VCSEs have grown and they play many different roles. This includes: provision of services to individuals, groups and to the environment, [though they should not be used to deliver public services on the cheap]; offering mutual provision of support and self-help by members to members; advocacy; education and research; and community business. They play a key part in the economic, social, cultural and environmental life of local communities and our society. Individuals and communities often come together to form organizations to carry out purposes that have not been adequately recognized by other institutions.

The sector competes against vastly better-resourced competitors often on an unequal playing field at present and yet risk taking and innovation is a key characteristic of many VCSEs. This puts them at the cutting edge of social, political, economic and environmental development in our society – though they should not be used as a pawn in the battle to roll back the frontiers of the state. The community and voluntary sector brings many benefits: building of civil society; strengthening our democracy; discussion of topical matters – and taking action on issues; contributing to the economy; helping people who have problems finding paid work transition into jobs; job creation; skills development; research and development; and linking communities.

In recent times Bristol’s Greens have welcomed the local government performance framework National Indicator 7 becoming a part of the Local Area Agreement - the voluntary sector needs the right kind of environment to thrive and this is a step in the right direction – but more is needed. Our policies commit us to: do away with the heavily centralised political system and empower local authorities and VCSE to help each other much more. We want to support and strengthen the community development and VCSEs support functions of Local Government based on principles of empowerment, participation and mutual respect. Greens support quality education and training programmes which increase sector capacity at all levels, both within and outside the formal education system.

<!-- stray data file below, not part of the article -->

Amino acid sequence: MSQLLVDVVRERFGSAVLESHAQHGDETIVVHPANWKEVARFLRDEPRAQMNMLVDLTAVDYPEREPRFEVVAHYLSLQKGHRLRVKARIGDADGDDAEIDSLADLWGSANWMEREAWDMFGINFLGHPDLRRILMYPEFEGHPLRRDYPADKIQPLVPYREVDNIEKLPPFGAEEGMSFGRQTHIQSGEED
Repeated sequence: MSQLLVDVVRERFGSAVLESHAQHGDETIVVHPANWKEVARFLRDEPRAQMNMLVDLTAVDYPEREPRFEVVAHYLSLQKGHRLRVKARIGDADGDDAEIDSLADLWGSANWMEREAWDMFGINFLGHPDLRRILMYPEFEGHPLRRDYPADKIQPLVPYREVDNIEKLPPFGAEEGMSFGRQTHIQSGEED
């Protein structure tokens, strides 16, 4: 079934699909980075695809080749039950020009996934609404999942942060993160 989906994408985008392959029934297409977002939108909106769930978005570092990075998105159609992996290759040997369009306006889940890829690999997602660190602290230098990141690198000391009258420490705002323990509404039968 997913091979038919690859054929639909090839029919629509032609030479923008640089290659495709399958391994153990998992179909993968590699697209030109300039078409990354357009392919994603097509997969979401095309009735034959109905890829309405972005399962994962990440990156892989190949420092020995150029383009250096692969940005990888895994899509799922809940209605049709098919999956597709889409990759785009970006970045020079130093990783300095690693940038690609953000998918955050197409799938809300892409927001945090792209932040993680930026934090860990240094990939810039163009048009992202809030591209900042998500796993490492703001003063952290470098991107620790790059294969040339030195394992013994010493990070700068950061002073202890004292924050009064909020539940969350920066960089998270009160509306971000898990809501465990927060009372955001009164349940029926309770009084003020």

Greens will provide sustainable funding of VCSEs and redesign the banking system with more emphasis on local communities and recirculating money throughout the local economy. Our intent is to: overcome problems with access to capital; see reinvestment of profits locally; support community activities and voluntary organizations; have local community banks administer a community development fund; provide investment funds for local enterprises engaged in ecologically sustainable businesses; make loans available to small business and community enterprises using innovative as well as traditional forms of security; have community ownership, including democratically elected, accountable shareholder directors; provide full retail and small-to-medium business banking services. Greens support the development of local currency and time banking schemes such as LETS, Time Banking, bartering and alternative currencies.

We will lay the basis for a cultural shift in favour of VCSEs through a charter for volunteers and carers outlining the statutory right to time off for education, public service and voluntary work. Greens would introduce a minimum income level beneath which no-one could fall, but upon which the vast majority of people could live - a Citizen’s Income - financially underpinning volunteering. We would ensure Government policy across all departments recognizes the contribution of volunteers, and foster a culture which promotes and supports volunteering as a key part of community life.

All elected Greens will keep up the pressure on statutory authorities to abide by Compact guidelines, drawing attention to those that do this well, pointing out those who do not. Recession is biting, EU and UK funding schemes are going/gone – how well are Bristol VCSEs coping with this? With VCSEs in Bristol relatively well-organised and well-represented they are perhaps doing better than many. But we are not out of the woods. We don’t yet have the culture needed to ensure that VCSEs can cope well in hard times and thrive in good times – that culture is what Greens are working for.

Greens want the divisive past few decades reversed so that there is no artificial separation between large and smaller VCSEs and no sacrifice of distinctiveness to compete for contracts. Good funding, effective capacity building, full cost recovery is what VCSEs need. Full and proper participation in decision making and proper use of the sector’s expertise in shaping communities and meeting needs is vital to the sustainable society Greens aim for.